Saturday, August 15, 2015, 6 pm
August 15 to September 11, 2015
1335MABINI proudly presents Jose Luis Singson in a solo exhibition titled “Suspension of Disbelief” from August 15 to September 11, 2015.
“One important way by which past gains in awareness may be consolidated and developed to higher levels is through a study of history. When there is an attempt to understand society not in terms of myths and theories but in terms of concrete experience and sufferings of the people, history acquires practical significance.”
– Renato Constantino, The Philippines: A Past Revisited
Singson works tangentially with the idea of looking at a reality that has been obscured by our scant knowledge of history. He documents and re-presents historical landmarks and monuments that are now either being abandoned or demolished, and uses these to reflect on why Filipinos have grown accustomed to experiencing reality with a high degree of detachment.
The title of the exhibition “suspension of disbelief” is a phrase originally coined by 19th c. English poet and critic Samuel Taylor Coleridge that describes one’s attitude towards fictional narratives: the reader suspends his/her judgment and critical faculty in order to enjoy a staged reality.
With the artist’s choice of imagery brought about by an enduring fascination of ruins, the exhibition opens up an avenue that leads to a re-contextualization of an artefact to conjure an “intermediate moment” in which past, present, and future collapse.iThe work Railroad, a painting of the facade of the old Paco railway station in Manila can be read as a revival of the still life, a marker of an era that has passed,an objective representation that fuses aesthetics, economics, and ethics in a visualization of property.iiIt is allegorical, similar to the practice of artists like Robert Smithson (b. 1938), who in his Monument of Passaic New Jersey (1967) presented an essay alongside photographs of various industrial relics, tackling the concept of entropyiii; his works made manifest the definition of the said term as the flow of energy getting dispersed in nature from the orderly to the disorderly over time.ivThis same idea is found in the sculptural piece Axis of Contention and the installation work Seamless Incongruence, in which Singson manipulates the physical aspect of a material seen in construction sites, ascribing in it an element of contradiction to comment on an aspect of Filipino culture: the familiarly callous and maladjusted human in a consumerist society.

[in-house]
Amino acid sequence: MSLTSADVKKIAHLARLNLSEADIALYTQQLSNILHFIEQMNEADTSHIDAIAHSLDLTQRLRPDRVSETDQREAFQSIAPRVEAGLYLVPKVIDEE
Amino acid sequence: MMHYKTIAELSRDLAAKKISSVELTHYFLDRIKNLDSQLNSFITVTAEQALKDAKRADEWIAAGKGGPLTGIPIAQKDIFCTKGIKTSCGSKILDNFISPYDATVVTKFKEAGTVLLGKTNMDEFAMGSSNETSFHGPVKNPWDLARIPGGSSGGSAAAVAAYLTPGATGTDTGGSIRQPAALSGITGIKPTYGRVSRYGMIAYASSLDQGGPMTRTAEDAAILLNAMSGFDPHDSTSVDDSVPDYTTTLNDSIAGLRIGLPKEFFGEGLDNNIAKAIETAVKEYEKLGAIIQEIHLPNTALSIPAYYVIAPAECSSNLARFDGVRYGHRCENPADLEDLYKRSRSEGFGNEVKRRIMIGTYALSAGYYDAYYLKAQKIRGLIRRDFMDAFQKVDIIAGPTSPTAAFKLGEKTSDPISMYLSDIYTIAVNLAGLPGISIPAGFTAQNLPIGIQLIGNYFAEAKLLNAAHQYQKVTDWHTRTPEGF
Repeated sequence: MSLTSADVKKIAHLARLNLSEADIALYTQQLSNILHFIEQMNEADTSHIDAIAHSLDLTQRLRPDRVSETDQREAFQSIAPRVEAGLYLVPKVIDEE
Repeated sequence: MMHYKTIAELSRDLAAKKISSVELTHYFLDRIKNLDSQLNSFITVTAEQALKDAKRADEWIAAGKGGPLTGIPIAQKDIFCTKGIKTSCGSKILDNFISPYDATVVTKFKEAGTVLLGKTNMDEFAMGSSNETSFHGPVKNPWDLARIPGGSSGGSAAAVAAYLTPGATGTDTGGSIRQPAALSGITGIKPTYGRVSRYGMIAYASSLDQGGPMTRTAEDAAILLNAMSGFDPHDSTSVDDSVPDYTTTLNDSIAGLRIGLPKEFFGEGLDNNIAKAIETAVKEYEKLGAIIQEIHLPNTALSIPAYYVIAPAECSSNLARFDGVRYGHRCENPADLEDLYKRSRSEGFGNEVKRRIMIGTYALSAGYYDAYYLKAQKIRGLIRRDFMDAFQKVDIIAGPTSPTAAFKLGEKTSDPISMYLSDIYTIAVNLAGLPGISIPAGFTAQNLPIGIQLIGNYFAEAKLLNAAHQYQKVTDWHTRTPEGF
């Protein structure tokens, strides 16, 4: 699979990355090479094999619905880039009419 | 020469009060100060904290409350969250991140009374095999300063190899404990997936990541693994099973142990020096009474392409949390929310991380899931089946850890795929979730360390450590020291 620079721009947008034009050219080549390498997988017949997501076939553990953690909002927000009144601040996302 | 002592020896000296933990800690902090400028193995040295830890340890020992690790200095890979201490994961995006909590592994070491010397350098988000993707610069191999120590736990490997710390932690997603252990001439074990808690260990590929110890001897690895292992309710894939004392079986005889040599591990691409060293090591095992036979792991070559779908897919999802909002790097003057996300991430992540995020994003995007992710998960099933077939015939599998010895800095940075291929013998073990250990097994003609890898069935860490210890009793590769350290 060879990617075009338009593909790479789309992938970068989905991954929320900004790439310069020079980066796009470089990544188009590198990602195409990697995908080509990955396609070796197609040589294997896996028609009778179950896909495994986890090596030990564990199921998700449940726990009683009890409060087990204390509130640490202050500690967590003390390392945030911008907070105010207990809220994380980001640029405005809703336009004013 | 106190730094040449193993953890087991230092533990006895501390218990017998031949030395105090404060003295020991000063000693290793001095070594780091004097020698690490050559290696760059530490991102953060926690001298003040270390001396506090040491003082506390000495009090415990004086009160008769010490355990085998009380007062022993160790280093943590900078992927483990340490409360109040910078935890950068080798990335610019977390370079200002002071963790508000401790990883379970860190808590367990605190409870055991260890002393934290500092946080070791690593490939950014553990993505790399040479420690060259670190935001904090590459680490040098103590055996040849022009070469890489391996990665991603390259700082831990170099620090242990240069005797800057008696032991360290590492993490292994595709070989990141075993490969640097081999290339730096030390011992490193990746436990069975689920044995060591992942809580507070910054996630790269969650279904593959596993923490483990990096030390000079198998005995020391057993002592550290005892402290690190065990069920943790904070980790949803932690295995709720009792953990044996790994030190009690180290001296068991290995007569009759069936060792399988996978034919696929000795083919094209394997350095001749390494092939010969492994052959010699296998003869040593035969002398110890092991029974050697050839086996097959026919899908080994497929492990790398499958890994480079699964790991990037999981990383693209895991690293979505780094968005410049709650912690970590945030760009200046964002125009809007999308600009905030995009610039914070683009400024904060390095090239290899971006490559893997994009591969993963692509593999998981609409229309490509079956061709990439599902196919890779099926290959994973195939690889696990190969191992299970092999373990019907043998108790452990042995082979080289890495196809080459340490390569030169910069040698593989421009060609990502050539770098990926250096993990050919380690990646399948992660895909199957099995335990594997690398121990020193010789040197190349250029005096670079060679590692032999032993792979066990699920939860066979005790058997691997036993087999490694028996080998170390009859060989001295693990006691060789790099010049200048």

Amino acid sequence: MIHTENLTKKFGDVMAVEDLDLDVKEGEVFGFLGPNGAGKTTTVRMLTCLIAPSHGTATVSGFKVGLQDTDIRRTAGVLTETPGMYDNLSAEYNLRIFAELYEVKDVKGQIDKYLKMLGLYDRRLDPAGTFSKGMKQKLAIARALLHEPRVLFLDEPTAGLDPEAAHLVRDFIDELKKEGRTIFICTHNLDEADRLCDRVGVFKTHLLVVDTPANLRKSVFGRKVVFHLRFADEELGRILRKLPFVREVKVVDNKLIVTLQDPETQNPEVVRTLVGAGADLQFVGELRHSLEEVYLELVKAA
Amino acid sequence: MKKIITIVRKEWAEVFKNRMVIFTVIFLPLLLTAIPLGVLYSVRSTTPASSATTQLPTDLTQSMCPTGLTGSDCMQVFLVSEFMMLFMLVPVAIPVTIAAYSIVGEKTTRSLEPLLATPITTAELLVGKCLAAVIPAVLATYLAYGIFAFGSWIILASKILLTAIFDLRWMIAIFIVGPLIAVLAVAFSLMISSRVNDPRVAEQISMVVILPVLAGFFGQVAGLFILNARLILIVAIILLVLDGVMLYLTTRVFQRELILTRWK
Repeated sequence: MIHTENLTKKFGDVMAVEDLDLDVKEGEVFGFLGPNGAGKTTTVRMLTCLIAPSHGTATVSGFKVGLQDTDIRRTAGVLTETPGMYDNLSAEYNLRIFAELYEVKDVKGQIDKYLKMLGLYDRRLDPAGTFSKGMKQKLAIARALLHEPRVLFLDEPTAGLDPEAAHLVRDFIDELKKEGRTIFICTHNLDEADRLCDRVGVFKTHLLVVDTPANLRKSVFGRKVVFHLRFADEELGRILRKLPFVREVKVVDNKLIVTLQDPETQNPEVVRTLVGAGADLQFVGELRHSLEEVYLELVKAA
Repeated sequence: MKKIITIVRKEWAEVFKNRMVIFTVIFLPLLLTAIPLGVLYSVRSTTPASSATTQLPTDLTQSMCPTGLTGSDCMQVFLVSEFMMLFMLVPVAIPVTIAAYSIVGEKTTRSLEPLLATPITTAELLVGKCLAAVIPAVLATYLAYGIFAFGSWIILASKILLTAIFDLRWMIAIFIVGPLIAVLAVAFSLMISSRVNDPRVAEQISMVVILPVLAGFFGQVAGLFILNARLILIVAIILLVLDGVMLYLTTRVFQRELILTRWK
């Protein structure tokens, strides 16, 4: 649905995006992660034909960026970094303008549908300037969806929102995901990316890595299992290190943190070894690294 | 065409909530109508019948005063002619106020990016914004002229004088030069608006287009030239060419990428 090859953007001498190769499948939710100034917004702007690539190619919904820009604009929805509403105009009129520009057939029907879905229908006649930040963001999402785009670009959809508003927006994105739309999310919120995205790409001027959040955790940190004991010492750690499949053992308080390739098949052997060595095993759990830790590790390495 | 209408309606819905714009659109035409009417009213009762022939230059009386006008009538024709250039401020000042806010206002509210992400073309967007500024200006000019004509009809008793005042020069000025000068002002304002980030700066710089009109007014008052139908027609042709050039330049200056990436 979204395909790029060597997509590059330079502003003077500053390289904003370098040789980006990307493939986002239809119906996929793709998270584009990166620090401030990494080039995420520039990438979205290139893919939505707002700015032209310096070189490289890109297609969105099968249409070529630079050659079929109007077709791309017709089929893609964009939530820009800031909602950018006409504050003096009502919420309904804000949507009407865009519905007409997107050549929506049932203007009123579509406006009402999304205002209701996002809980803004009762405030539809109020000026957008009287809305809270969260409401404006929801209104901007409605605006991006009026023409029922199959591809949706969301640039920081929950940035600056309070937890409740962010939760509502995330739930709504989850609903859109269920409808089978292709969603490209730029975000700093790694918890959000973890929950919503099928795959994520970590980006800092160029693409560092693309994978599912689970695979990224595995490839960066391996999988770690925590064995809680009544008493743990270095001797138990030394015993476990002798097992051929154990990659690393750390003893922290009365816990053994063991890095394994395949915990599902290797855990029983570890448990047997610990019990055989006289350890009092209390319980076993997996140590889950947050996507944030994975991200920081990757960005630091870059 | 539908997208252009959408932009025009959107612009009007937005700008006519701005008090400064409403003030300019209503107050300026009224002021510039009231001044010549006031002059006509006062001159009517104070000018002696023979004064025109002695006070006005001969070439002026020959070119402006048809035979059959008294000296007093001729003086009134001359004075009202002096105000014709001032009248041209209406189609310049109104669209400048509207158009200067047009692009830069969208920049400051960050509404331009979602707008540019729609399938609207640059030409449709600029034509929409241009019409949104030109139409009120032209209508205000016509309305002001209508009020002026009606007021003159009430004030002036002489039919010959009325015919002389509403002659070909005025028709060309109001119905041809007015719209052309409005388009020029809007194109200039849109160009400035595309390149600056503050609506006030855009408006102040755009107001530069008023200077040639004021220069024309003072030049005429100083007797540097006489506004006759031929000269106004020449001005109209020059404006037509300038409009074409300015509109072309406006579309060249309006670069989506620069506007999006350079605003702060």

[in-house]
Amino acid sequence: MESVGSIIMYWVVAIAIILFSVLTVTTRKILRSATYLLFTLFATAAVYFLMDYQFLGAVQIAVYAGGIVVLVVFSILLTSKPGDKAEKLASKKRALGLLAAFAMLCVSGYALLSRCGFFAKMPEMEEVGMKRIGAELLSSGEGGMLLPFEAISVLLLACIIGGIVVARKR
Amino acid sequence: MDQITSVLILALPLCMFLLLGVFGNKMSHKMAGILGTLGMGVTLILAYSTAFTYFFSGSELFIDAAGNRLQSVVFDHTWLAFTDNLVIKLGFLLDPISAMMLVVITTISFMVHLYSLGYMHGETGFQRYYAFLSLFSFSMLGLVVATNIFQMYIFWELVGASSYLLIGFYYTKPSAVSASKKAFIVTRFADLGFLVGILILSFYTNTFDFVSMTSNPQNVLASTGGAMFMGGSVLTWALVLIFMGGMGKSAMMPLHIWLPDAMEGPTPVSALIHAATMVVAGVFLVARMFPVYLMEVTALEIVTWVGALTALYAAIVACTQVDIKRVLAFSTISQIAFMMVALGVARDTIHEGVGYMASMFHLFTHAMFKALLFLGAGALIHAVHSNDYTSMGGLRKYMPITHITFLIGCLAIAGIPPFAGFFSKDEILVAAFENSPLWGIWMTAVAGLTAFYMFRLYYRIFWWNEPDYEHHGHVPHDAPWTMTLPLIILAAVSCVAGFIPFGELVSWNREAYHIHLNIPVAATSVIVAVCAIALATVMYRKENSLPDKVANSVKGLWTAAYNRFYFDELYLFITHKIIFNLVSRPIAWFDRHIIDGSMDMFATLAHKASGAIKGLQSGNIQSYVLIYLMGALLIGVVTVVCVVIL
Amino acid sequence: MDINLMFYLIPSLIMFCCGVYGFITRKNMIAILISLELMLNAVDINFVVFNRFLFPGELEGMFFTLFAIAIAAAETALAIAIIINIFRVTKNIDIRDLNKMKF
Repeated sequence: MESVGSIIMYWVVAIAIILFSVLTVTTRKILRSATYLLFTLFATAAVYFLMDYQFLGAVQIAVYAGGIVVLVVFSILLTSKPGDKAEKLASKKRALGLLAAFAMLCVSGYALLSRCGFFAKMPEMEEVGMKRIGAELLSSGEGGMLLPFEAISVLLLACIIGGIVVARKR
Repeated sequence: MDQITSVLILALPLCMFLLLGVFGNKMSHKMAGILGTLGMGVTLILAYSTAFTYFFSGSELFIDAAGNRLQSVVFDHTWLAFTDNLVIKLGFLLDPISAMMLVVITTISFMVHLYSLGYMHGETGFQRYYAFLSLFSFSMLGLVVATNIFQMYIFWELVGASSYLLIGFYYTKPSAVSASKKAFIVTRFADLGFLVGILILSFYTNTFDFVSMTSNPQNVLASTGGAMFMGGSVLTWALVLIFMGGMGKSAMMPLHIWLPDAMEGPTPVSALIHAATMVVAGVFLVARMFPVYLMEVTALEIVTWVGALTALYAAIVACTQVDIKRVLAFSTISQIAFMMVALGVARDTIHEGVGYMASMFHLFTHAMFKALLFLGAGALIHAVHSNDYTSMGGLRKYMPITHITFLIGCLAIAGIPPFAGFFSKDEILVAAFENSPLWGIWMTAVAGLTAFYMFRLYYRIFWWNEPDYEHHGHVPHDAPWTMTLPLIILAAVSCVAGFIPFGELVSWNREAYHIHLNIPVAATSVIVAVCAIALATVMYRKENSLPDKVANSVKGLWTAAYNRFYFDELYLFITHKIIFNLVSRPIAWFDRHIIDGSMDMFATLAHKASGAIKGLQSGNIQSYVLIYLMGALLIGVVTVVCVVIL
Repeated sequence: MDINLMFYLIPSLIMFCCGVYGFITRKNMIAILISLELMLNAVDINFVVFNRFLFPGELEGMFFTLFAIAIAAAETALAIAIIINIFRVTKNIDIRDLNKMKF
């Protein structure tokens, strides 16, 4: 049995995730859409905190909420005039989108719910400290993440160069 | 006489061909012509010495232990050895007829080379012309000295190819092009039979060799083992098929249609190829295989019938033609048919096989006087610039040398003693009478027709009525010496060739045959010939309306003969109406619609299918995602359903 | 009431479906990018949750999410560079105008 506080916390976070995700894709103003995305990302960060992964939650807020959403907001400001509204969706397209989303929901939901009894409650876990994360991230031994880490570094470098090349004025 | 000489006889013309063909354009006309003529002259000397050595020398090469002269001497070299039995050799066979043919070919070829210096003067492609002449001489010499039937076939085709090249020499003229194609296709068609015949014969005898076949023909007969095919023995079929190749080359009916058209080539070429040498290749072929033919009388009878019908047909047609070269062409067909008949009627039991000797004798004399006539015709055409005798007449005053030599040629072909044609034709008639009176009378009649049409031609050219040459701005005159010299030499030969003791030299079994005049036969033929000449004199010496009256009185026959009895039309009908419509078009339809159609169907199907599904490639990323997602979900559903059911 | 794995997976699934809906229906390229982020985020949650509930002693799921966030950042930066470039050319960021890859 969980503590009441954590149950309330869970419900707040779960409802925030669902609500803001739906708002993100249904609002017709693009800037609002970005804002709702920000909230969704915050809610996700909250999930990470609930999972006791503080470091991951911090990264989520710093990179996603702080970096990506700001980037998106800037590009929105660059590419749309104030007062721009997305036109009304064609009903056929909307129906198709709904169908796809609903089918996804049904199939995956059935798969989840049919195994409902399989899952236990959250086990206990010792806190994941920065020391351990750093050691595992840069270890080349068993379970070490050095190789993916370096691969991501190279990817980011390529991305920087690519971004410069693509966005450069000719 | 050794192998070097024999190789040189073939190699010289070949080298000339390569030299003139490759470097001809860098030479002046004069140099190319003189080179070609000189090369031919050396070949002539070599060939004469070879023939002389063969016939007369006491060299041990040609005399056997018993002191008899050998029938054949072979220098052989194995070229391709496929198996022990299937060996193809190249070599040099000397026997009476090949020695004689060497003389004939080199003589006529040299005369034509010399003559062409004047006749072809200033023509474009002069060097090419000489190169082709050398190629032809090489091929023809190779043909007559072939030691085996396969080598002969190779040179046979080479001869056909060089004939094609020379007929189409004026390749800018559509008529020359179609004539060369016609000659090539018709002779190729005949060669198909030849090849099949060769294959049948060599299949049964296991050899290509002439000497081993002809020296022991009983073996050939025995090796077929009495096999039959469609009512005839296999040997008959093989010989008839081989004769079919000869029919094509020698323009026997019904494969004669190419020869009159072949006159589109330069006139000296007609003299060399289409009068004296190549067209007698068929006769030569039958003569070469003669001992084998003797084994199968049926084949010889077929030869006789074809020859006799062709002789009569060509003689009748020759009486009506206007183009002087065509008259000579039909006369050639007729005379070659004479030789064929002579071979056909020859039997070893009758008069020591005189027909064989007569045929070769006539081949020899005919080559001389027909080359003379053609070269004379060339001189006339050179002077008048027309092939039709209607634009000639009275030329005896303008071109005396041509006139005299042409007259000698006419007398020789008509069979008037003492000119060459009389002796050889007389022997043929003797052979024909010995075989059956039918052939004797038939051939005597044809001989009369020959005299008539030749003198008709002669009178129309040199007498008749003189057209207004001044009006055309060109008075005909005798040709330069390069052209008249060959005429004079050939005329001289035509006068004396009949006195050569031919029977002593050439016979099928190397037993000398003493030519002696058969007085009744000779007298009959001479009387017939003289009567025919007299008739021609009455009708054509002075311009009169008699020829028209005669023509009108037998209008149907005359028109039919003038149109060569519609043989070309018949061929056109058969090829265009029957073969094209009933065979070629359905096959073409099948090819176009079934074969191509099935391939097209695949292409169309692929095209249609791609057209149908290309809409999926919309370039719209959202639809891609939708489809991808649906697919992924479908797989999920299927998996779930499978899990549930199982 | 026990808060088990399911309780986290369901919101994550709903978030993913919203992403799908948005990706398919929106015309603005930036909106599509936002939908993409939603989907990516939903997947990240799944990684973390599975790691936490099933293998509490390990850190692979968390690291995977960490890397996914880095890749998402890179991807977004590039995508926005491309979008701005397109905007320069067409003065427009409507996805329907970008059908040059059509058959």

As present ways of thinking have marginalized the importance of studying history, Singson’s approach initiates a discussion that introduces the idea of the public amateur: “…the artist as someone who learns in public, putting the production of knowledge itself up for scrutiny.”v Hence, with the idea of an obscure and misplaced artefact, the artist places familiar imagery, in the manner of depiction, into the realm of inquiry. With points of reference that include structures our colonizers have built and used, these abandoned landmarks have made some people subscribe to a ‘romanticist’ manner of looking at them through hopes of preservation and revival.
In contrast, the exhibition aims towards a sense of re-building with no need for a new monument. Painting and sculpture are now bound to be experienced only for symbolic purposes. With modern society being subjected to countless visual and tactile stimuli combined with the influx of data today, people will, from now on, refuse to remember. As Robert Smithson remarked, “Instead of causing us to remember the past like the old monuments, the new monuments seem to cause us to forget the future…They are not built for the ages, but rather against the ages. They are involved in a systematic reduction of time down to fractions of seconds, rather than in representing the long spaces of centuries. Both past and future are placed into an objective present. This kind of time has little or no space; it is stationary and without movement, it is going nowhere, it is anti-Newtonian, as well as being instant, and is against the wheels of the time-clock.”vi